Ask people what they think of when they think of Finland and the likelihood is Northern Lights will be on the list. Hardly surprising when you discover that Lapland — home to the spectacle— is 100,366 km2 nearly a third of Finland’s entire area. Yet despite its size, the chilly far north has less than 2 people per km2 . This might be why Northern Lights are considered such a marvellously rare spectacle. Except they’re not. Well, not according to explorer and Nothern Lights photographer extraordinaire, Joonas Linkola.
As you can see from Joonas’s dazzling shots below, he’s not only seen Northern Lights hundreds of times, but recorded their magic too. So, how does he do it? After you’ve checked out his amazing work, scroll down, and you’ll find his top tips for discovering and photographing aurora borealis in all their glimmering glory.
As you can see Joonas certainly knows a thing or two about amazing photography. So, without further ado, here are his tips for enjoying and shooting the Northern Lights!
Joonas Linkola’s 5 top tips for seeing and photographing Northern Lights
1. Head to Finnish Lapland between September and March. Active season for Northern lights starts already in the autumn and goes all the way till late winter.
2. Get away from light pollution. The darker the better, but of course if the Northern lights are strong, you can see them even in the middle of the city.
3. Watch the Aurora forecast, for example, www.aurora-service.eu or www.spaceweatherlive.com. Expected geomagnetic activity helps you to make a decision whether to go out or not. Kp index of 3 or more indicates a good chance of seeing Northern lights.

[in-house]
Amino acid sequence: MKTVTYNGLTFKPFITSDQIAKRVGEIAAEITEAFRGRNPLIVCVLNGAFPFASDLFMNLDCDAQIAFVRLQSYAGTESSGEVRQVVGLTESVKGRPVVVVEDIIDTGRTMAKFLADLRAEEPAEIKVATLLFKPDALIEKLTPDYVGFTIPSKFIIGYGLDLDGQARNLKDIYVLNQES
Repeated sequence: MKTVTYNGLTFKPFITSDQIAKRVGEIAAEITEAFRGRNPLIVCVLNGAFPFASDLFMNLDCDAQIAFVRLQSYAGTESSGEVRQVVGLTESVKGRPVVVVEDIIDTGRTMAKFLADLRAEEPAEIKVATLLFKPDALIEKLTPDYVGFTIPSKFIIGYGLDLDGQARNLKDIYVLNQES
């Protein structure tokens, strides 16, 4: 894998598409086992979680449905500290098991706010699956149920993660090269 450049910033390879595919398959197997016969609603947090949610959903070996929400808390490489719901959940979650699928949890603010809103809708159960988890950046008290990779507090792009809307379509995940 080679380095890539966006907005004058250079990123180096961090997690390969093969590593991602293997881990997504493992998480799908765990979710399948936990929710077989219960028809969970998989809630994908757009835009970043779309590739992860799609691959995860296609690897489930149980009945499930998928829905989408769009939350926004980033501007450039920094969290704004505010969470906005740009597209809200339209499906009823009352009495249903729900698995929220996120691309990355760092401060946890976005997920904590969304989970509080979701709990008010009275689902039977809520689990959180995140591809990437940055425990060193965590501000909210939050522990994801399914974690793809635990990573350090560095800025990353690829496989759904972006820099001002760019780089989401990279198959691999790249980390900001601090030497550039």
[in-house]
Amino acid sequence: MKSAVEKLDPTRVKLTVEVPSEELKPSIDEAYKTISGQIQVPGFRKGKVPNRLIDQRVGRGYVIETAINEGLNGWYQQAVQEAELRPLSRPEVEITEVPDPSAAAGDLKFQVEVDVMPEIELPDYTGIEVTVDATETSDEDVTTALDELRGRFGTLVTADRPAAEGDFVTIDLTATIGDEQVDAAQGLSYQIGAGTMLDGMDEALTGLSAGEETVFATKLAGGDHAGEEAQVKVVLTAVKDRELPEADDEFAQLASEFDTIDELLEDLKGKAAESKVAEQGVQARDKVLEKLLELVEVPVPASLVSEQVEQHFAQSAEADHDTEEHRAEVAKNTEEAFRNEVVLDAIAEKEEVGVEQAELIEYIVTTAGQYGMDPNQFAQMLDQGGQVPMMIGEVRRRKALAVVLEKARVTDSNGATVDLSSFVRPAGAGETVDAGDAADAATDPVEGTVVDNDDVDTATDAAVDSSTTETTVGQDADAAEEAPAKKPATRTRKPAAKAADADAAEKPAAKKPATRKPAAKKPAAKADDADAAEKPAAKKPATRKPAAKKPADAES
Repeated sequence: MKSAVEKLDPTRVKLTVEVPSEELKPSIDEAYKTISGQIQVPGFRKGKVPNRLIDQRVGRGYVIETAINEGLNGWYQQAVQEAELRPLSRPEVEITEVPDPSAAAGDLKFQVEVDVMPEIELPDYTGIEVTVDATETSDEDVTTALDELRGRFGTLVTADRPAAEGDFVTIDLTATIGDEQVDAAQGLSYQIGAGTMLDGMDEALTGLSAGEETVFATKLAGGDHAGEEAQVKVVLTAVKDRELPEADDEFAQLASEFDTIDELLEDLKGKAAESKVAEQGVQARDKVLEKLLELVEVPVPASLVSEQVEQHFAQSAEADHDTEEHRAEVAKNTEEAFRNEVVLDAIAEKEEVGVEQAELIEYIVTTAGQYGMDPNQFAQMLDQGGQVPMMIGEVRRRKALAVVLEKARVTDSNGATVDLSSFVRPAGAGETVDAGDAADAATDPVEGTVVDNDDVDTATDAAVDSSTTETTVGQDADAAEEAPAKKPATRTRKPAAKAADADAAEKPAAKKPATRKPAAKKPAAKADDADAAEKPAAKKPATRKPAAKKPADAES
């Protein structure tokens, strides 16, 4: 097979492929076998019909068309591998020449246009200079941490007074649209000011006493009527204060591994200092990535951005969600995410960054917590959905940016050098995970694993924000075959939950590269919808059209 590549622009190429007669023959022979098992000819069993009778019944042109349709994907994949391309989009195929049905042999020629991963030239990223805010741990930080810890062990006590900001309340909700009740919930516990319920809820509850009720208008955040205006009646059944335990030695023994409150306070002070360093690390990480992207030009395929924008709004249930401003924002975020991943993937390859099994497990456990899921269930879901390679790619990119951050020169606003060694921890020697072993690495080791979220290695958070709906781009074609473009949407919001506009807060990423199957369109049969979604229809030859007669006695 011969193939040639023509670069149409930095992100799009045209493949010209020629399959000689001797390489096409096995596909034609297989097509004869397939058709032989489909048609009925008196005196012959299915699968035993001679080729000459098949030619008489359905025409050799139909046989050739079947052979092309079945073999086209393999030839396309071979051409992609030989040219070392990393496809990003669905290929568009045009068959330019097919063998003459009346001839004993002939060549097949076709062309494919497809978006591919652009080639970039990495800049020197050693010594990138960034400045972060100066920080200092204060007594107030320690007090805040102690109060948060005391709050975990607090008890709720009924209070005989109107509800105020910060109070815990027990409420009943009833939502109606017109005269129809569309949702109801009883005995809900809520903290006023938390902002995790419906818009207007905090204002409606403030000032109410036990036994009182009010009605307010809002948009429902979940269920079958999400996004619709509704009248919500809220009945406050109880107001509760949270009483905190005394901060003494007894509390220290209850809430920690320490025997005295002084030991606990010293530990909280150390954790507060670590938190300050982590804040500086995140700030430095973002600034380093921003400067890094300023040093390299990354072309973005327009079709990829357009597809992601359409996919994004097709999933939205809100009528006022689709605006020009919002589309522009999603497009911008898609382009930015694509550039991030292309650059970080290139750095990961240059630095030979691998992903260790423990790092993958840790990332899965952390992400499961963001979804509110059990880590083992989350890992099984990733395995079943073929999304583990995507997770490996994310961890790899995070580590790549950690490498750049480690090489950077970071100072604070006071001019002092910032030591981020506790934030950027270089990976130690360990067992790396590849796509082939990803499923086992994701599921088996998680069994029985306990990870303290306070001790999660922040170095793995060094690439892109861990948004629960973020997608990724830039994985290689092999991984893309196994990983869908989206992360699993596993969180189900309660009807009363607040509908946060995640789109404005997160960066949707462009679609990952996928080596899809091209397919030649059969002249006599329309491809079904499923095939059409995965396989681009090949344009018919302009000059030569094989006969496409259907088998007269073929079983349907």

4. Prepare to wait for a long time. So gear up properly and have some warm drinks and good snacks with you. Headlamp is a must if you go out from the city.
5. For photos, you should get to know how to take various long exposures, for example, 4 seconds or 10 seconds, depending on the speed of the Northern lights. Tripod and a wide-angle lens are necessary for good results.
Another important thing to remember is that Northern lights don’t look the same way as in pictures. First thing is that Aurora usually takes some time to appear in colour, and often gradually appears as rainbow-like arc across the sky. Next reason has to do with cells in humans’ eyes, the light is too faint to be sensed by colour-detecting cone cells. It is very dependant on a person, though, since some people claim to have seen light shades go green/purple/pink.
Modern DSLR cameras do much better job at “seeing” the colours of Northern lights. Especially if you shoot with long exposure, which records the whole movement of “dancing lights” and creates beautiful shapes. So you might consider grabbing your camera when you decide to watch Polar Lights!
If you want to hear more about Joona’s seemingly never-ending adventures, be sure to follow him on Instagram, check out his blog and listen to him being interview on the Very Finnish Problems podcast. In the meantime, happy Northern Lights hunting!